Adams Statue, Washington, D.C., by Augustus Saint Gaudens
Popularly known as “Grief”
Great Consolation for Eleanor Roosevelt in Major Family Tragedies of Her Life
But IS there any consolation for me, for us, for environmentalists, for the Planet?
I have so many beautiful new nature experiences to share.
Marvelous examples of fellowship, usually wrapped in nature.
Luminous times – whether with the short-eared owls of the Pole Farm just now, or savoring Epiphany’s King’s Cake with Janet Black and Jeanette Hooban, when Janet was out here from Manhattan for her Epiphany birthday celebration.
But I cannot rhapsodize. Not even Nature herself blinds me to the horrors of tomorrow, January 20, 2017. Doomsday to me; and, I fear, to the Planet itself, to Mother Nature herself.
My new pictures will remain in their files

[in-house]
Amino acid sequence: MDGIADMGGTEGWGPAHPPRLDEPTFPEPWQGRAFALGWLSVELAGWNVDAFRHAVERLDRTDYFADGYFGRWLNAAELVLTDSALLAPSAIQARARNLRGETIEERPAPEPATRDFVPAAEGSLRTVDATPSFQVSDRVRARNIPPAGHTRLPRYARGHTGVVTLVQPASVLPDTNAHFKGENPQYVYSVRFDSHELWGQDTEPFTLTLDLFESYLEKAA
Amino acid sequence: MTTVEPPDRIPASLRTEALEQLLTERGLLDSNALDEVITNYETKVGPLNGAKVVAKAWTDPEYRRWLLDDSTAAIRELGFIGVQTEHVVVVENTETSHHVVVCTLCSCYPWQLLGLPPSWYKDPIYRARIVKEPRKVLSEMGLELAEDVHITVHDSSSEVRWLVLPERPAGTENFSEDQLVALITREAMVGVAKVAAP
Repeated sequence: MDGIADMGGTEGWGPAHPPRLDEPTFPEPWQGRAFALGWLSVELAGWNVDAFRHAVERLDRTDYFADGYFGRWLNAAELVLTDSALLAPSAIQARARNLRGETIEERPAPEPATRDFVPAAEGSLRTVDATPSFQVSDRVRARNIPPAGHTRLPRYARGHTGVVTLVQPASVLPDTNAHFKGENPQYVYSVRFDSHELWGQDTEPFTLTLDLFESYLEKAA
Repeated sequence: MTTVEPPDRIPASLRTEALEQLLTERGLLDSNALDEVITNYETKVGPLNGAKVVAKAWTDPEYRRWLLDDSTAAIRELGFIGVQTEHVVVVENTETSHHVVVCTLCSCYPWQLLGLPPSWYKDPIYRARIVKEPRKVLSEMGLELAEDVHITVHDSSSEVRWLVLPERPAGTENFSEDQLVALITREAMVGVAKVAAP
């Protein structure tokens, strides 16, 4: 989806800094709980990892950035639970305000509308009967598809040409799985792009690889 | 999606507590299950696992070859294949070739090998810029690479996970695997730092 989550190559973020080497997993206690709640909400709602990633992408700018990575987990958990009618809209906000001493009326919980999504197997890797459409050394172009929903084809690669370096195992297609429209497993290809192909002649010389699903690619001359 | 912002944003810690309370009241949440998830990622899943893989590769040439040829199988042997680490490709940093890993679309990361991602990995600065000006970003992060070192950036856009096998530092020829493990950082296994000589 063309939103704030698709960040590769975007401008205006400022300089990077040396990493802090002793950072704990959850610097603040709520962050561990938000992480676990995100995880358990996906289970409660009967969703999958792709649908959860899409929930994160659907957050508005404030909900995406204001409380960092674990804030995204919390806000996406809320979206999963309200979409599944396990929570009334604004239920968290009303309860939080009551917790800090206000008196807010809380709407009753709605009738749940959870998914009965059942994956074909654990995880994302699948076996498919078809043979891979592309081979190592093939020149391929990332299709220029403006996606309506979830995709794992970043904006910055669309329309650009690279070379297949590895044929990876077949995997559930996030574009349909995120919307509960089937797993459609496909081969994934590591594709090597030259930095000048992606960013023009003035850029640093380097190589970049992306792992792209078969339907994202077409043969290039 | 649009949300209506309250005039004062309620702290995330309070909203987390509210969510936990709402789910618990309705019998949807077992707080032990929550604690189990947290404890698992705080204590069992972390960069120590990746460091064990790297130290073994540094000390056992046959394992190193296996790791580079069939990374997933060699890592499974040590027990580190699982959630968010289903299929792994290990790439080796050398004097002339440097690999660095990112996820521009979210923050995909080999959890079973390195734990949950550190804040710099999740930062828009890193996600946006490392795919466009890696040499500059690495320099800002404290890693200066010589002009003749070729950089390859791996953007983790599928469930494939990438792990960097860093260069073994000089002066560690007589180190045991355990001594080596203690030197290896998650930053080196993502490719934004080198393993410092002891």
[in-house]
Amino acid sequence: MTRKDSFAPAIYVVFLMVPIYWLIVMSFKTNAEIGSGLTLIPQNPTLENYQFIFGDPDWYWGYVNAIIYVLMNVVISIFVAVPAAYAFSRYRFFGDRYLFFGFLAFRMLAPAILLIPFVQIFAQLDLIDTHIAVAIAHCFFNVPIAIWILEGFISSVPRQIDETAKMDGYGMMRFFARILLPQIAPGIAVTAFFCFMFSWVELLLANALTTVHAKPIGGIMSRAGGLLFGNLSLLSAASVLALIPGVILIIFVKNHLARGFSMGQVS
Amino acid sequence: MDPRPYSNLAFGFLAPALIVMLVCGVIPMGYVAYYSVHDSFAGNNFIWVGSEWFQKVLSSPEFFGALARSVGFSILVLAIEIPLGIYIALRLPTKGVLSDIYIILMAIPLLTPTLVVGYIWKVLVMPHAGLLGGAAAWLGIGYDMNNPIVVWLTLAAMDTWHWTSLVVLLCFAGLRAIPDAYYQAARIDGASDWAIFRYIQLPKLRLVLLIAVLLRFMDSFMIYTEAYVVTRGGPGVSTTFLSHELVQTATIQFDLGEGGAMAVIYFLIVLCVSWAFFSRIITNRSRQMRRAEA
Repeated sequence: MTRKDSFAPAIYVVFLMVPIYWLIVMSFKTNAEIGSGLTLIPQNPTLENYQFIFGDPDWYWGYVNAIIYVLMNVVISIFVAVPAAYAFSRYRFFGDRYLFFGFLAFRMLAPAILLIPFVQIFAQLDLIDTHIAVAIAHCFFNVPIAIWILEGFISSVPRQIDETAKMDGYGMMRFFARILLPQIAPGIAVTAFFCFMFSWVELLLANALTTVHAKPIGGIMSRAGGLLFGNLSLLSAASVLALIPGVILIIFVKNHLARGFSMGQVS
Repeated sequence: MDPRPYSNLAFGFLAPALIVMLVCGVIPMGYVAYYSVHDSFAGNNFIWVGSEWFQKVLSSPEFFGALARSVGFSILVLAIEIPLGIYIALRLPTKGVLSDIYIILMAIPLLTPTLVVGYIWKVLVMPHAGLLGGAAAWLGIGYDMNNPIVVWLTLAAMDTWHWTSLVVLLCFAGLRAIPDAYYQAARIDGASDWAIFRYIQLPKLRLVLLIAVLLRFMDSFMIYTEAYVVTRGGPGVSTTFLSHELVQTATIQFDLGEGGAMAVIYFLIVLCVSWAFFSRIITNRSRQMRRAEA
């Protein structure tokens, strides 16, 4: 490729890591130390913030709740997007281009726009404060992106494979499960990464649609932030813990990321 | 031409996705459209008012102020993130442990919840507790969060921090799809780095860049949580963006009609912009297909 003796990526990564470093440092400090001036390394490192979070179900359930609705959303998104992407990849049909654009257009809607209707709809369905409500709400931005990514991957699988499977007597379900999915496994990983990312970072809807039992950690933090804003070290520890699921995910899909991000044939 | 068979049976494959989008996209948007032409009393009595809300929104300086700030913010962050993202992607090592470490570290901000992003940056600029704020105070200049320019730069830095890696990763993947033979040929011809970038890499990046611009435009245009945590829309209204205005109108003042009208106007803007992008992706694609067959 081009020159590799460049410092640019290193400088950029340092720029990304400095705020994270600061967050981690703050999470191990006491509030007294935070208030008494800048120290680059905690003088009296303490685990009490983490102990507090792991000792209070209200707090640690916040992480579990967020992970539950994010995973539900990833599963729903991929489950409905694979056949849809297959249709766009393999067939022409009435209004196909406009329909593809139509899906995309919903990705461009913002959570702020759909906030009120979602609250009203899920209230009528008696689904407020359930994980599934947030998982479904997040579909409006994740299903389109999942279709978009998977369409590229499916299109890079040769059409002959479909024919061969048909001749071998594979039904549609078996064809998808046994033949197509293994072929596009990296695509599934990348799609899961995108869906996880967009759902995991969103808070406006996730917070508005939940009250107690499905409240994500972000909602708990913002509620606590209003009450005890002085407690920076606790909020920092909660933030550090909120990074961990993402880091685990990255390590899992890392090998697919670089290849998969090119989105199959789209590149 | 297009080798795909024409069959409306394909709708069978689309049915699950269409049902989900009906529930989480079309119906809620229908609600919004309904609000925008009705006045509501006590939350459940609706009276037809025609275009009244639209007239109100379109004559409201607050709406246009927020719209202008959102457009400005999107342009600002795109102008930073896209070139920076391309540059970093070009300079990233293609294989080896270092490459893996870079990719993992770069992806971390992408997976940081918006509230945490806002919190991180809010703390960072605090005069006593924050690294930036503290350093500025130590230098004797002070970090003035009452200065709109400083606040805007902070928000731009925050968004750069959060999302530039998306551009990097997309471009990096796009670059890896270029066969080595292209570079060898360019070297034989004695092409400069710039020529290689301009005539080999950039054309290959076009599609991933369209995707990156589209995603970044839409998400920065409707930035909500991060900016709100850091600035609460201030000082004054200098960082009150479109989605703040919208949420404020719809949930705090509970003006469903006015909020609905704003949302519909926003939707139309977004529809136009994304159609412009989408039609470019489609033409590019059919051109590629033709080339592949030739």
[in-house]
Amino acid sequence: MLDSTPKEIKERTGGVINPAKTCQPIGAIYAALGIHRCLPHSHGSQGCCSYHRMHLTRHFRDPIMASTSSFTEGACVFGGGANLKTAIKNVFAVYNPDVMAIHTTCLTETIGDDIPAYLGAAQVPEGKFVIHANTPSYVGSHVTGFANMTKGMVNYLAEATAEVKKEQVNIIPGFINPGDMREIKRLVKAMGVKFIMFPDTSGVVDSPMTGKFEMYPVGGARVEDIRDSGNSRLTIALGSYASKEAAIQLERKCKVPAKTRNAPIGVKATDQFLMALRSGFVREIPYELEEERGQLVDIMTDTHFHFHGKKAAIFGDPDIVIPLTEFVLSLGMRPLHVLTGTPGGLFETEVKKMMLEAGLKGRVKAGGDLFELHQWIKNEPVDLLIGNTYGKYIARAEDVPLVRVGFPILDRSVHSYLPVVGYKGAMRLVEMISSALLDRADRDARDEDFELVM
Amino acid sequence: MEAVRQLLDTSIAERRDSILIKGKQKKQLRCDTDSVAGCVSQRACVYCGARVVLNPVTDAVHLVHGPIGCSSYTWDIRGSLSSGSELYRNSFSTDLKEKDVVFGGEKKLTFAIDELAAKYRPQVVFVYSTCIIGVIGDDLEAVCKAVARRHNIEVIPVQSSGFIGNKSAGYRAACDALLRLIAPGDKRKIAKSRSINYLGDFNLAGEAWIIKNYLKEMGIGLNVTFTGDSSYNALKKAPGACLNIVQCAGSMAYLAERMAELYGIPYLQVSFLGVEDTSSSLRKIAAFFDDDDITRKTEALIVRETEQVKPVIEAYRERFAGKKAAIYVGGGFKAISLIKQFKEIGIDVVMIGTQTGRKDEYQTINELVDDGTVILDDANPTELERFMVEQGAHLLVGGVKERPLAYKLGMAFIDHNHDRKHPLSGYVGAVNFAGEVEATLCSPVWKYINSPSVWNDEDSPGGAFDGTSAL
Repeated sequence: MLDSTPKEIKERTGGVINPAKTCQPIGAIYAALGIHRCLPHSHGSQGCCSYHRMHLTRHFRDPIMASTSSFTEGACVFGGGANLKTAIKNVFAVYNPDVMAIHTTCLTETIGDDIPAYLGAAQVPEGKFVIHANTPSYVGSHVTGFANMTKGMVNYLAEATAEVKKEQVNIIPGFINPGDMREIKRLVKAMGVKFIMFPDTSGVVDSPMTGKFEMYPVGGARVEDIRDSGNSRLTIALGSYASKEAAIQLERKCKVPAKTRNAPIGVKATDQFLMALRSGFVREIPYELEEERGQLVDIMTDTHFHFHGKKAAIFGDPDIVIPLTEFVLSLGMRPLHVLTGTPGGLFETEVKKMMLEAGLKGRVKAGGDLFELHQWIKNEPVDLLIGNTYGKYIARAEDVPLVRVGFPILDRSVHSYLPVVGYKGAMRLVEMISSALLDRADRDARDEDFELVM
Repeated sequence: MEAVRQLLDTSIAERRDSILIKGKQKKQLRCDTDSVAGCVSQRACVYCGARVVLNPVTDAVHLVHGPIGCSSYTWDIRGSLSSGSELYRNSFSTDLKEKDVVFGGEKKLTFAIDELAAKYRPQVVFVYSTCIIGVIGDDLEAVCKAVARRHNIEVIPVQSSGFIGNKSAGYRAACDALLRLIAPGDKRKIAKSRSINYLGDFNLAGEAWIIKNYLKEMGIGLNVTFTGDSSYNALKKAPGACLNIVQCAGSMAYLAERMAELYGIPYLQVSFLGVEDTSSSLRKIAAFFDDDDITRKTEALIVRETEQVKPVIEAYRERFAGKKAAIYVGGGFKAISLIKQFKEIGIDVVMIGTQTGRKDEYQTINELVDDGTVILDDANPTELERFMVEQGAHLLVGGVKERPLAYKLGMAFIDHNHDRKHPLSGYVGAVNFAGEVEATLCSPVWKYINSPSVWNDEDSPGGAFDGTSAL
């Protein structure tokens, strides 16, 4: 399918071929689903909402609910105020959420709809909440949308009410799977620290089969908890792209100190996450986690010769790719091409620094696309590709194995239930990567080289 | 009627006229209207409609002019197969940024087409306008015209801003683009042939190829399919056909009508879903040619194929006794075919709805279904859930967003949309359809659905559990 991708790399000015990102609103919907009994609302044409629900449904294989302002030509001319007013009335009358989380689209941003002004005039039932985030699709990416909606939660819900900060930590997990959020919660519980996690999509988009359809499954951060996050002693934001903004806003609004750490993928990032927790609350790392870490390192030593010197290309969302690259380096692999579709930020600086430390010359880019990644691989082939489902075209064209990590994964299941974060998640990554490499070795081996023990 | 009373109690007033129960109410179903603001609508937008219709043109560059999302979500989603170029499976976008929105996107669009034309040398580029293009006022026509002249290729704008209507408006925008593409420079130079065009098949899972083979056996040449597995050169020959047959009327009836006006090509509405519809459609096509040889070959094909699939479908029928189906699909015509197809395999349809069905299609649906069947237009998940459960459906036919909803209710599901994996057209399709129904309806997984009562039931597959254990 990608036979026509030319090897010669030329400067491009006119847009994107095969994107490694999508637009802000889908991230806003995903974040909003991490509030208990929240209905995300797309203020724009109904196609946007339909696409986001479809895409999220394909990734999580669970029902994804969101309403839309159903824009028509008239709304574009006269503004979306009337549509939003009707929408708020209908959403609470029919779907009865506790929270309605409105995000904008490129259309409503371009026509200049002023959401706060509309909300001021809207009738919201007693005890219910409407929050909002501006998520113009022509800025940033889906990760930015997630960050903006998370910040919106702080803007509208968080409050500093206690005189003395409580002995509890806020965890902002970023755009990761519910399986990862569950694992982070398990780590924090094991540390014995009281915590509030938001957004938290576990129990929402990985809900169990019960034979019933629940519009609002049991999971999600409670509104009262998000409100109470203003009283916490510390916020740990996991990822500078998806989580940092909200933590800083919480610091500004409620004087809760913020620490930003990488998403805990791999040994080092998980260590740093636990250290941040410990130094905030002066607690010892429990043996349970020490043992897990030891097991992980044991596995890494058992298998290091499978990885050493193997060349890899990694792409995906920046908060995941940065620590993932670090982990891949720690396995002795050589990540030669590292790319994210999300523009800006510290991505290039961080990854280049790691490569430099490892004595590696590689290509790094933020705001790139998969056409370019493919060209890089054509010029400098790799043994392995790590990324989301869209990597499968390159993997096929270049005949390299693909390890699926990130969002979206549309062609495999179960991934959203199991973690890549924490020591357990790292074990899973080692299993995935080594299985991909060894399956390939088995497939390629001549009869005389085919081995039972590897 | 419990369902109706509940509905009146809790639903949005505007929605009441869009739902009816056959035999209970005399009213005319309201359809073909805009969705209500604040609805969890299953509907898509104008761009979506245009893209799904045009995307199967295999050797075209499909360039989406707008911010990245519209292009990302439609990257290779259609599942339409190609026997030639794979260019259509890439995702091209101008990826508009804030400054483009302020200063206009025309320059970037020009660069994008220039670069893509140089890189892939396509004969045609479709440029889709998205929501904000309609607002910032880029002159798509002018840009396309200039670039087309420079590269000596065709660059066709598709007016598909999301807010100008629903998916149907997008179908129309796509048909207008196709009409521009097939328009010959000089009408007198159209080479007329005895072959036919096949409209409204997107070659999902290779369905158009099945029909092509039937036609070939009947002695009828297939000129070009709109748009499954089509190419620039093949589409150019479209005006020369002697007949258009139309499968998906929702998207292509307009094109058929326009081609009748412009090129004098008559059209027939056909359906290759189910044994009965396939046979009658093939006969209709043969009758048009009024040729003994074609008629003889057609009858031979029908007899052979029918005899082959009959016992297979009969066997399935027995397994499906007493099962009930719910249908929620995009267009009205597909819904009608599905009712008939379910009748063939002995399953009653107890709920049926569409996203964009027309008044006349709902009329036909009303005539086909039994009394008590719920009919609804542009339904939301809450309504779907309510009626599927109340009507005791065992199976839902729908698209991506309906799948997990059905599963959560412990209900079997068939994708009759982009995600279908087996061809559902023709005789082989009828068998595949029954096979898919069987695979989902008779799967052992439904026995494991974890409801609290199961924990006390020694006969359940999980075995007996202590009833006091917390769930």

Recent epiphanies will not be shared.
Instead, I offer the only poem that comes to mind — written in 1919, on the hem of the First World War — which I always thought was looking back into time — which turns out to have been prophecy.
William Butler Yeats (1865-1939)
THE SECOND COMING
Turning and turning in the widening gyre
The falcon cannot hear the falconer;
Things fall apart; the centre cannot hold;
Mere anarchy is loosed upon the world,
The blood-dimmed tide is loosed, and everywhere
The ceremony of innocence is drowned;
The best lack all conviction, while the worst
Are full of passionate intensity.
Surely some revelation is at hand;
Surely the Second Coming is at hand.
The Second Coming! Hardly are those words out
When a vast image out of Spiritus Mundi
Troubles my sight: a waste of desert sand;
A shape with lion body and the head of a man,
A gaze blank and pitiless as the sun,
Is moving its slow thighs, while all about it
Wind shadows of the indignant desert birds.
The darkness drops again but now I know
That twenty centuries of stony sleep
Were vexed to nightmare by a rocking cradle,
And what rough beast, its hour come round at last,
Slouches towards Bethlehem to be born?